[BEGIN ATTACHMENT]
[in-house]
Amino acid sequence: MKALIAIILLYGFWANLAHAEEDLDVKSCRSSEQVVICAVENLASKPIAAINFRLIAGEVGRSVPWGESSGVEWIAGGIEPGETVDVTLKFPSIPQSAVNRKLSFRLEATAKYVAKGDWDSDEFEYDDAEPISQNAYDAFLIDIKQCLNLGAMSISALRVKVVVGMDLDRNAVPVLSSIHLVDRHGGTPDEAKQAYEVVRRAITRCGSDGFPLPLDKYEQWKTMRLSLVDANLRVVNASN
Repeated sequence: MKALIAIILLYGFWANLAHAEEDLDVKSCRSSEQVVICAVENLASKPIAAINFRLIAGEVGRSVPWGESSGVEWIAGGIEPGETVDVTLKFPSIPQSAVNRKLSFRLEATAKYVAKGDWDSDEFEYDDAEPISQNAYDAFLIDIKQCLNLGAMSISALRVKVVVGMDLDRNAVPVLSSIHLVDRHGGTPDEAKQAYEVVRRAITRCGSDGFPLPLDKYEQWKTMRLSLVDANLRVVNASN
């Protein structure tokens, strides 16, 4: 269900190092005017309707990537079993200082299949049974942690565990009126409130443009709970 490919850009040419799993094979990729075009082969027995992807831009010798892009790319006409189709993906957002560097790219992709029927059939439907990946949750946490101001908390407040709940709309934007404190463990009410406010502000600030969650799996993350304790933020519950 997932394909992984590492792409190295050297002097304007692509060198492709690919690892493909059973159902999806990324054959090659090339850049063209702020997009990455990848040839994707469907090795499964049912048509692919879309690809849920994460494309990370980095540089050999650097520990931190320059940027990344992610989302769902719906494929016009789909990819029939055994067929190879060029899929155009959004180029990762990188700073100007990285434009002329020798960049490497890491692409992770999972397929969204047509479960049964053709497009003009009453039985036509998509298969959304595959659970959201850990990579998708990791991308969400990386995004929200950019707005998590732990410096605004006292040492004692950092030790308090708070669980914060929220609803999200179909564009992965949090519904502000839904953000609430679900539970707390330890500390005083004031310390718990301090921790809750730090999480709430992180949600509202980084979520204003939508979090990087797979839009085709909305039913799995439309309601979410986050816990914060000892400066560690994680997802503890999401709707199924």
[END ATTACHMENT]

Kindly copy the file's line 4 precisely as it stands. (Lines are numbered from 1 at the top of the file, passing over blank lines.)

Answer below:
């Protein structure tokens, strides 16, 4: 269900190092005017309707990537079993200082299949049974942690565990009126409130443009709970 490919850009040419799993094979990729075009082969027995992807831009010798892009790319006409189709993906957002560097790219992709029927059939439907990946949750946490101001908390407040709940709309934007404190463990009410406010502000600030969650799996993350304790933020519950 997932394909992984590492792409190295050297002097304007692509060198492709690919690892493909059973159902999806990324054959090659090339850049063209702020997009990455990848040839994707469907090795499964049912048509692919879309690809849920994460494309990370980095540089050999650097520990931190320059940027990344992610989302769902719906494929016009789909990819029939055994067929190879060029899929155009959004180029990762990188700073100007990285434009002329020798960049490497890491692409992770999972397929969204047509479960049964053709497009003009009453039985036509998509298969959304595959659970959201850990990579998708990791991308969400990386995004929200950019707005998590732990410096605004006292040492004692950092030790308090708070669980914060929220609803999200179909564009992965949090519904502000839904953000609430679900539970707390330890500390005083004031310390718990301090921790809750730090999480709430992180949600509202980084979520204003939508979090990087797979839009085709909305039913799995439309309601979410986050816990914060000892400066560690994680997802503890999401709707199924």